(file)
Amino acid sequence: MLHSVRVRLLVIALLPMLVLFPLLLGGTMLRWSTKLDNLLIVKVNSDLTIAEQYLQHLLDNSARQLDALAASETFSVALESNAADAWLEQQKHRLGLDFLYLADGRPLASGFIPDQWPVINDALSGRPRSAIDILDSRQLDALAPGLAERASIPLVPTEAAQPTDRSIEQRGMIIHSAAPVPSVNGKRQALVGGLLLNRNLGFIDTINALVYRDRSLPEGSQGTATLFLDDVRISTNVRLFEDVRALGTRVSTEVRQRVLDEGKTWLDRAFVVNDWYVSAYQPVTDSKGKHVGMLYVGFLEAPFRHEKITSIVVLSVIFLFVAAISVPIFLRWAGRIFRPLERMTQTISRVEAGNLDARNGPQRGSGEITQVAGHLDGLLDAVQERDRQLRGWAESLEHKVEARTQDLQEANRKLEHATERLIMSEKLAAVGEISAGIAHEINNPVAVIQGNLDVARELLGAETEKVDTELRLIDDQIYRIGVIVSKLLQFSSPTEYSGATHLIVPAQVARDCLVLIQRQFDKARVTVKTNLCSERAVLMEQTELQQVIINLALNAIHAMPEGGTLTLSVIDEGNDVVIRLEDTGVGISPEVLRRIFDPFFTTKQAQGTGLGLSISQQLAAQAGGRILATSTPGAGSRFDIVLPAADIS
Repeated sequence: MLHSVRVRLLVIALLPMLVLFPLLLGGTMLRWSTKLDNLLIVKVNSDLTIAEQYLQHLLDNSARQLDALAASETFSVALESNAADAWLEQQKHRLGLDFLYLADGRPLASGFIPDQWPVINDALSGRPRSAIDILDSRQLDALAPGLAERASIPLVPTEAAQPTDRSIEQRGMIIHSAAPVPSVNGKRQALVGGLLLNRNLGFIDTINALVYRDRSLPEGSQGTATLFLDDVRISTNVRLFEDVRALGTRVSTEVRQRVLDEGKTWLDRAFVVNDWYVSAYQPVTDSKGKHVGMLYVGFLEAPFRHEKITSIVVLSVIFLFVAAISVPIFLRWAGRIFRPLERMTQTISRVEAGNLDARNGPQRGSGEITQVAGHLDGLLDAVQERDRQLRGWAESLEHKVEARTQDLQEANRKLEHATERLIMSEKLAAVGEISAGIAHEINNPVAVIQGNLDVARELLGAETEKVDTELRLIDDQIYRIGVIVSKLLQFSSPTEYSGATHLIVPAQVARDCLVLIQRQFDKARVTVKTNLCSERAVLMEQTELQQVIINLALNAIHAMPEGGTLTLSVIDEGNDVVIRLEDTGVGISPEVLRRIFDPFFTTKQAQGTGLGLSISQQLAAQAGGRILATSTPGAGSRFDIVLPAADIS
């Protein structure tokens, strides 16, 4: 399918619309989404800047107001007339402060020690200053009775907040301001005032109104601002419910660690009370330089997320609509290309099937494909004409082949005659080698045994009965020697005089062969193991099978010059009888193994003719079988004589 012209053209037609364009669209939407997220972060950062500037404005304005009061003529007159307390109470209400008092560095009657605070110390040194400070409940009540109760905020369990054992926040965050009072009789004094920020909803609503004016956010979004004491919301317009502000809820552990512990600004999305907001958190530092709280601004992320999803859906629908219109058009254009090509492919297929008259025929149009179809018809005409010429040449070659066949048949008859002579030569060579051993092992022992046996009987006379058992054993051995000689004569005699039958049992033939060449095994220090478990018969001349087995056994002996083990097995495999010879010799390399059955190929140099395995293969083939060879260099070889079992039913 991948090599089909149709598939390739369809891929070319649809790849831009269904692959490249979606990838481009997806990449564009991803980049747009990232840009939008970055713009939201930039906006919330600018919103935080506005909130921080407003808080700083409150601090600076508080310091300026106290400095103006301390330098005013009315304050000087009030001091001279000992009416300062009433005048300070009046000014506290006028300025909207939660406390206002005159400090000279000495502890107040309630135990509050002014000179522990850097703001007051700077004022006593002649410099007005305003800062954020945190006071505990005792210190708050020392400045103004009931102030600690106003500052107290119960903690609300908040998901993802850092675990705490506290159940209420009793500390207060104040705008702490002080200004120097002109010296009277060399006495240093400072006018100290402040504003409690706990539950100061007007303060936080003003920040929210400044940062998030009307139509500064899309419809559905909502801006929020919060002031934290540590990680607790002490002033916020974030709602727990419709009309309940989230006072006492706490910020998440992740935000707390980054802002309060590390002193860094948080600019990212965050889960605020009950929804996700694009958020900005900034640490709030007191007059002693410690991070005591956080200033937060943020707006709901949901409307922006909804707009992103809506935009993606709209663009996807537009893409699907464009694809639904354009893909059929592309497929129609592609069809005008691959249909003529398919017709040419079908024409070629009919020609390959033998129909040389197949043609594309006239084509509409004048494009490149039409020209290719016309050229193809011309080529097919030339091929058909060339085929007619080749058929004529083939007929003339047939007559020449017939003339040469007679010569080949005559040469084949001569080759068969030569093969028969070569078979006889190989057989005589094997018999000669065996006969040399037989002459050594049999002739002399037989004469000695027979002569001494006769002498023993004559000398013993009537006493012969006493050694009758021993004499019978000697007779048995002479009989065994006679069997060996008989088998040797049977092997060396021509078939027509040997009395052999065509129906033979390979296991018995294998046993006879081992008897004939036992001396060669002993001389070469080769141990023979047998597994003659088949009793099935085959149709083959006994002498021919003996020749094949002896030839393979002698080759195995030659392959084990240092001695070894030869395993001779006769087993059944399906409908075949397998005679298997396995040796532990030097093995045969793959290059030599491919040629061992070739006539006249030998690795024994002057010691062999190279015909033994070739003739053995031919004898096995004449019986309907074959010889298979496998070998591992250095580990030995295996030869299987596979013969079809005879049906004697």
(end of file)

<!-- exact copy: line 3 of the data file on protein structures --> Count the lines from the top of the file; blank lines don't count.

């Protein structure tokens, strides 16, 4: 399918619309989404800047107001007339402060020690200053009775907040301001005032109104601002419910660690009370330089997320609509290309099937494909004409082949005659080698045994009965020697005089062969193991099978010059009888193994003719079988004589 012209053209037609364009669209939407997220972060950062500037404005304005009061003529007159307390109470209400008092560095009657605070110390040194400070409940009540109760905020369990054992926040965050009072009789004094920020909803609503004016956010979004004491919301317009502000809820552990512990600004999305907001958190530092709280601004992320999803859906629908219109058009254009090509492919297929008259025929149009179809018809005409010429040449070659066949048949008859002579030569060579051993092992022992046996009987006379058992054993051995000689004569005699039958049992033939060449095994220090478990018969001349087995056994002996083990097995495999010879010799390399059955190929140099395995293969083939060879260099070889079992039913 991948090599089909149709598939390739369809891929070319649809790849831009269904692959490249979606990838481009997806990449564009991803980049747009990232840009939008970055713009939201930039906006919330600018919103935080506005909130921080407003808080700083409150601090600076508080310091300026106290400095103006301390330098005013009315304050000087009030001091001279000992009416300062009433005048300070009046000014506290006028300025909207939660406390206002005159400090000279000495502890107040309630135990509050002014000179522990850097703001007051700077004022006593002649410099007005305003800062954020945190006071505990005792210190708050020392400045103004009931102030600690106003500052107290119960903690609300908040998901993802850092675990705490506290159940209420009793500390207060104040705008702490002080200004120097002109010296009277060399006495240093400072006018100290402040504003409690706990539950100061007007303060936080003003920040929210400044940062998030009307139509500064899309419809559905909502801006929020919060002031934290540590990680607790002490002033916020974030709602727990419709009309309940989230006072006492706490910020998440992740935000707390980054802002309060590390002193860094948080600019990212965050889960605020009950929804996700694009958020900005900034640490709030007191007059002693410690991070005591956080200033937060943020707006709901949901409307922006909804707009992103809506935009993606709209663009996807537009893409699907464009694809639904354009893909059929592309497929129609592609069809005008691959249909003529398919017709040419079908024409070629009919020609390959033998129909040389197949043609594309006239084509509409004048494009490149039409020209290719016309050229193809011309080529097919030339091929058909060339085929007619080749058929004529083939007929003339047939007559020449017939003339040469007679010569080949005559040469084949001569080759068969030569093969028969070569078979006889190989057989005589094997018999000669065996006969040399037989002459050594049999002739002399037989004469000695027979002569001494006769002498023993004559000398013993009537006493012969006493050694009758021993004499019978000697007779048995002479009989065994006679069997060996008989088998040797049977092997060396021509078939027509040997009395052999065509129906033979390979296991018995294998046993006879081992008897004939036992001396060669002993001389070469080769141990023979047998597994003659088949009793099935085959149709083959006994002498021919003996020749094949002896030839393979002698080759195995030659392959084990240092001695070894030869395993001779006769087993059944399906409908075949397998005679298997396995040796532990030097093995045969793959290059030599491919040629061992070739006539006249030998690795024994002057010691062999190279015909033994070739003739053995031919004898096995004449019986309907074959010889298979496998070998591992250095580990030995295996030869299987596979013969079809005879049906004697």